Next to the image of the river grass is a photograph of the former headquarters of The Money Store, located at the confluence of the American and Sacramento rivers. Built in the shape of a ziggurat, the temple form of the Sumerians, Babylonians and Assyrians of ancient Mesopotamia, the building represents the attempt to institutionalize the value of gold after its discovery in the 19th Century. Though the real value of the raw material fluctuated greatly, accounts from John Sutter’s The Discovery of Gold in California cites the inexorable march towards the ravines.
So soon as the secret was out my laborers began to leave me, in small parties first, but then all left, from the clerk to the cook, and I was in great distress; only a few mechanics remained to finish some of the necessary work which they had commenced, and about eight invalids, who continued slowly to work a few teams, to scrape out the mill race to Brighton. The Mormons did not like to leave my mill unfinished, but they got the gold fever like everybody else.
Beyond these three touchpoints for California’s mineral history, the exhibition continues by photographing the appropriation of land for agriculture, and the industrial water systems set in place to ensure their fertility. One pair of photographs captures the inside of water facilities that funnel and pump water against its natural course. To their right, a parched San Luis Reservoir in 2014, low after a three-year shortfall in precipitation, and adjacent, a broad photograph of a field in the San Joaquin Valley being watered at industrial scale, desperate measures to overrun nature with logic. This relentless control grazes hard against the shuddering realisation of the agricultural industry’s adulterous subversion of nature.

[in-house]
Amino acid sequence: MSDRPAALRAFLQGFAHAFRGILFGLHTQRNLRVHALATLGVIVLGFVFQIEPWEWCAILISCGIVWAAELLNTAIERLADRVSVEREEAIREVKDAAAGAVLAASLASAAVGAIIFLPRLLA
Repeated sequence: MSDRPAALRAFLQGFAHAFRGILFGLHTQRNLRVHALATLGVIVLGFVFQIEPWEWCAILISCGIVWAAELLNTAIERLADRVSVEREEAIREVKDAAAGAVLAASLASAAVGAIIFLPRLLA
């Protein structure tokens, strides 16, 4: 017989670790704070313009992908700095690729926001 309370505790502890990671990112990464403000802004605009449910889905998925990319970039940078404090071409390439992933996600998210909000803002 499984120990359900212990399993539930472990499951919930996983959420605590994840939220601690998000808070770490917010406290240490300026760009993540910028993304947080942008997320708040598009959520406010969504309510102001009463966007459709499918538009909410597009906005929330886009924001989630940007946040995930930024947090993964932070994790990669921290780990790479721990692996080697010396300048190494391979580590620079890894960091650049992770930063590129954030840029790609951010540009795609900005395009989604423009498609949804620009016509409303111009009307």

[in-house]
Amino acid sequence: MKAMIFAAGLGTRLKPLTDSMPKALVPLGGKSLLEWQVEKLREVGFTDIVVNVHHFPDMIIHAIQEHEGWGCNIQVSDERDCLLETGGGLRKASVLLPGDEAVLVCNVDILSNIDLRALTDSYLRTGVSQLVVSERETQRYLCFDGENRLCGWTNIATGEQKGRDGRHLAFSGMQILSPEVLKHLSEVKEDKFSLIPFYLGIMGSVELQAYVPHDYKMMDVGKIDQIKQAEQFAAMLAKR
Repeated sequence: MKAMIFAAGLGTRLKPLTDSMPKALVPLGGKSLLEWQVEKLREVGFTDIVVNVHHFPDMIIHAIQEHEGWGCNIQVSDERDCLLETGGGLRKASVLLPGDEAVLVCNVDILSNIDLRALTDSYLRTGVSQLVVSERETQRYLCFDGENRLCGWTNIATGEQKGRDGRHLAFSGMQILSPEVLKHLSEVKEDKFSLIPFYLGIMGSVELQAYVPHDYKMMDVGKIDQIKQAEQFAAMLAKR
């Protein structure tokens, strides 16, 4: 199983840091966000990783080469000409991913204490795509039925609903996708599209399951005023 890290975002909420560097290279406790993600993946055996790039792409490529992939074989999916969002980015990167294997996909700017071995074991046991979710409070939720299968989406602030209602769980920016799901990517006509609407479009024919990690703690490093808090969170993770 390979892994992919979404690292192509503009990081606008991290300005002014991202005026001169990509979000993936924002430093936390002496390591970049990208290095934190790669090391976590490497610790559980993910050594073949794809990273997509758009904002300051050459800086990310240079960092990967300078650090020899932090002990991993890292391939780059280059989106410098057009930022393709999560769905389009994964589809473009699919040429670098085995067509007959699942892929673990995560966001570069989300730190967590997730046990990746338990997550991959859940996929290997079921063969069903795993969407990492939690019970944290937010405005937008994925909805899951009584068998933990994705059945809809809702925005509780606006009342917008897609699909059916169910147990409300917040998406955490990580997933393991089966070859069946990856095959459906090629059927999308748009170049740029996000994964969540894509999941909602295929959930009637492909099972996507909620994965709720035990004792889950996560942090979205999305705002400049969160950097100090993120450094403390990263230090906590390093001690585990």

Held beneath the vaulted ceiling at the Brower Center, this provoking exhibition connects California’s bountiful waterways and their role within the Golden State’s water management system. In a gold leaf series, stacked in a single column, calligraphy refers to German philosopher Martin Heidegger’s concept of technology as a “standing reserve”, with water representing another easily exploited aspect of the natural world. Through the exhibition and their broader work in The Canary Project, Sayler and Morris do well to aggregate a variety of values and practices that continue to be brought to account by anthropogenic climate change.
Showing until February 9th 2017 at The Brower Center, 2150 Allston Way, Berkeley.